My child has exercise-induced asthma. Now what?
Look across the U.S. and you see playgrounds full of kids running, skipping, climbing, and jumping. All familiar and favorite activities of childhood.
But not for everyone.
Dr. Eric Small, M.D. in his book, Kids & Sports, suggests that as many as 15% of American children have varying degrees of breathing problems that make exercise difficult.
Lots of kids suffer from asthma, a chronic condition in which the airways in the lungs narrow, become swollen, and fill with mucous, making it very hard to breathe.
If you suffer from asthma or other chronic breathing conditions, playing sports and doing physical activity can be uncomfortable.
But the good news is, asthma does not have to mean the end of sports!
Just ask U.S. track star, Jack Joyner Kersee.
She found a way to successfully balance training and medication to keep her asthma in check and go on to win gold medals in the 1988 and 1992 Olympic games!
When you are physically active, your heart beats faster and you breathe faster so your lungs can deliver oxygen to the working muscles of your body.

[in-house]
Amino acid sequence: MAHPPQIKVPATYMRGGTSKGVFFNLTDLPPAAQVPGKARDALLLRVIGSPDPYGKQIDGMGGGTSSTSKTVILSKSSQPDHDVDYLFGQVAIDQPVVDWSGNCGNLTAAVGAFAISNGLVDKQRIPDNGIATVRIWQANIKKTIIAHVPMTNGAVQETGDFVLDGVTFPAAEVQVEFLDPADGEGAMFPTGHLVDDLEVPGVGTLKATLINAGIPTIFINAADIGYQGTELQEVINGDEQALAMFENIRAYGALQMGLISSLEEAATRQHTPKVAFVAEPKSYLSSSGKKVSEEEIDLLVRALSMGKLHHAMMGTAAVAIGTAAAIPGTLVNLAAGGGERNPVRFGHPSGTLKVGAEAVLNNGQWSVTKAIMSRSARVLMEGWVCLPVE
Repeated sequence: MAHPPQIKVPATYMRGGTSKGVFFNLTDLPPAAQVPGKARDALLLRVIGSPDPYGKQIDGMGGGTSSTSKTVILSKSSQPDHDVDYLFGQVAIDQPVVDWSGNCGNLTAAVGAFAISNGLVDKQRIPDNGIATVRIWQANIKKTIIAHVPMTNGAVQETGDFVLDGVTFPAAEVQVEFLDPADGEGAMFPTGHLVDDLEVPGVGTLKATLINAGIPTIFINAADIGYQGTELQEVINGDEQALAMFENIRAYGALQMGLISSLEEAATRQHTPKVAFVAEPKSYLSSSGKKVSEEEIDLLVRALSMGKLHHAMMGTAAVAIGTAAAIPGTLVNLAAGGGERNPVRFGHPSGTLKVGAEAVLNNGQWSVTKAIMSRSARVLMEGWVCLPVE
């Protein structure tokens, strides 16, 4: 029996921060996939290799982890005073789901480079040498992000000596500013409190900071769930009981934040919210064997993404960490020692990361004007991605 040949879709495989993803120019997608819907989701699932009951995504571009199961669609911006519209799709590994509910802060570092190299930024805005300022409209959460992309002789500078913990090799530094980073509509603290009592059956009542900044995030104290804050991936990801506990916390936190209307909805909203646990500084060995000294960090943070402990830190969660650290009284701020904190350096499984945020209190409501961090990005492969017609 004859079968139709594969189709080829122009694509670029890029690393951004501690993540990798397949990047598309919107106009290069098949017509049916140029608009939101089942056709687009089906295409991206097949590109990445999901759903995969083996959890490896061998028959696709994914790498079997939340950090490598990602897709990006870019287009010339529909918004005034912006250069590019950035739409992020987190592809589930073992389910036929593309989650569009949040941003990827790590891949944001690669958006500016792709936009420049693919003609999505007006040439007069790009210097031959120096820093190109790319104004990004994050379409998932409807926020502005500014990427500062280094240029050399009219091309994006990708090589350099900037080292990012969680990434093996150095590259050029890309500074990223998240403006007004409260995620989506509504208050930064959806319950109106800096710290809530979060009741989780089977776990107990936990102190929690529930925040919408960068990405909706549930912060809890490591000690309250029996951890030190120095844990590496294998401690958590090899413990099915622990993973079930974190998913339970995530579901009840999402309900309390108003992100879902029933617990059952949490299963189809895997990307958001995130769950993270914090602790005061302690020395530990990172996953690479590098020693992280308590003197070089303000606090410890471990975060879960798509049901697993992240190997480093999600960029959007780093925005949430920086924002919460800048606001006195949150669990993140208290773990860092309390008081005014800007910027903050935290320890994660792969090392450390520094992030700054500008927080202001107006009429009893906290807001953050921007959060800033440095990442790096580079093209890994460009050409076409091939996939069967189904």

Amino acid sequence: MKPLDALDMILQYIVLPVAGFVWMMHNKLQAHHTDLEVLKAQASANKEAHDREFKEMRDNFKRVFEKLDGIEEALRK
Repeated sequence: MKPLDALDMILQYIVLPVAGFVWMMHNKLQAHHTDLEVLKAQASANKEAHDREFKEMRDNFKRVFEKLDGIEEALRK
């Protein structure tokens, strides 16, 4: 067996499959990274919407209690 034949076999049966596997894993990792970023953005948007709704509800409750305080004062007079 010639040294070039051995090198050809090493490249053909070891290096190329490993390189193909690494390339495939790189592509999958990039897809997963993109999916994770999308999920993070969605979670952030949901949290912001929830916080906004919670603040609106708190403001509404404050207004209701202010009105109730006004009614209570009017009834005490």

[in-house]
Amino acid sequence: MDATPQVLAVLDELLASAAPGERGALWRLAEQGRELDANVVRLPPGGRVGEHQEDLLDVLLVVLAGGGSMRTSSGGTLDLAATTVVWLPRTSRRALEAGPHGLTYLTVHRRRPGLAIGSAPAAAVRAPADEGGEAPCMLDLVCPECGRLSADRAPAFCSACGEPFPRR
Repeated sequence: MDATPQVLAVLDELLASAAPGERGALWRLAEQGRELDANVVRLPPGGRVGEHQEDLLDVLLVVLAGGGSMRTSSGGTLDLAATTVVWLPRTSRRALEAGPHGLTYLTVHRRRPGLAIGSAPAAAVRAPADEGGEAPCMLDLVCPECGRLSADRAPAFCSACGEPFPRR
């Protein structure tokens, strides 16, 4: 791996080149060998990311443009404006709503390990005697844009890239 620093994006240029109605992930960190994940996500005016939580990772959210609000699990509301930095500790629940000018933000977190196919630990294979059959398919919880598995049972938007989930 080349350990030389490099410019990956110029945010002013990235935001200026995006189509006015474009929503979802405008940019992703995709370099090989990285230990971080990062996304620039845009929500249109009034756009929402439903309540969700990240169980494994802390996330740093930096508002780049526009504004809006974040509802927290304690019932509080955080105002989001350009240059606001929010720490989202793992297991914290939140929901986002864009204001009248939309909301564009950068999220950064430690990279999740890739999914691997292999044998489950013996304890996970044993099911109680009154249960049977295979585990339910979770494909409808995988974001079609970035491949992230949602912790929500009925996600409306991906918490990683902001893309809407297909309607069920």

Breathing faster usually means inhaling through your mouth instead of your nose which cools and dries the air going to your lungs. This cooler, drier air causes the air passages to constrict, triggering asthma symptoms.
So what triggers an asthma attack? Well, lots of things.
It's important to recognize the symptoms so you can take action if needed. You may only exhibit one:
Symptoms typically show up 5-20 minutes after the start of exercise, and they may be worse 5-10 minutes after exercise is over.
So, which kids sports are best if my child has exercise-induced asthma?
Best - These sports are least likely to trigger asthma attacks:
Worst - These sports may be more likely to trigger asthma symptoms:
Want to ensure your child's exercise-induced asthma is well-managed at school? Here are some guidelines.